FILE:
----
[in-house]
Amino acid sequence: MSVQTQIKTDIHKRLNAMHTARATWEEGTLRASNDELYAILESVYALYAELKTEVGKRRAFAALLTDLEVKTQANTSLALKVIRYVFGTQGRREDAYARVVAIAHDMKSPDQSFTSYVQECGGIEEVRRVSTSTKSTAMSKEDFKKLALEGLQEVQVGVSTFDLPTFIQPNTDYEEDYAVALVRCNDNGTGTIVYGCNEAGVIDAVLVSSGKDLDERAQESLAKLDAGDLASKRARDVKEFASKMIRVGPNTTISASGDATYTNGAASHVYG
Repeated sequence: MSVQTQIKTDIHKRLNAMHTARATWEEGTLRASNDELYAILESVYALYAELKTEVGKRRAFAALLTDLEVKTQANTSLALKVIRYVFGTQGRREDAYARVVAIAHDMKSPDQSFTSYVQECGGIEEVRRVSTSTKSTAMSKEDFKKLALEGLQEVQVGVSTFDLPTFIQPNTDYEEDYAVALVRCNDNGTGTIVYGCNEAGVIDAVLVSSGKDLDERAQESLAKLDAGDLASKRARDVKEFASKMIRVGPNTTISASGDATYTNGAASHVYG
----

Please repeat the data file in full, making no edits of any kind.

[in-house]
Amino acid sequence: MSVQTQIKTDIHKRLNAMHTARATWEEGTLRASNDELYAILESVYALYAELKTEVGKRRAFAALLTDLEVKTQANTSLALKVIRYVFGTQGRREDAYARVVAIAHDMKSPDQSFTSYVQECGGIEEVRRVSTSTKSTAMSKEDFKKLALEGLQEVQVGVSTFDLPTFIQPNTDYEEDYAVALVRCNDNGTGTIVYGCNEAGVIDAVLVSSGKDLDERAQESLAKLDAGDLASKRARDVKEFASKMIRVGPNTTISASGDATYTNGAASHVYG
Repeated sequence: MSVQTQIKTDIHKRLNAMHTARATWEEGTLRASNDELYAILESVYALYAELKTEVGKRRAFAALLTDLEVKTQANTSLALKVIRYVFGTQGRREDAYARVVAIAHDMKSPDQSFTSYVQECGGIEEVRRVSTSTKSTAMSKEDFKKLALEGLQEVQVGVSTFDLPTFIQPNTDYEEDYAVALVRCNDNGTGTIVYGCNEAGVIDAVLVSSGKDLDERAQESLAKLDAGDLASKRARDVKEFASKMIRVGPNTTISASGDATYTNGAASHVYG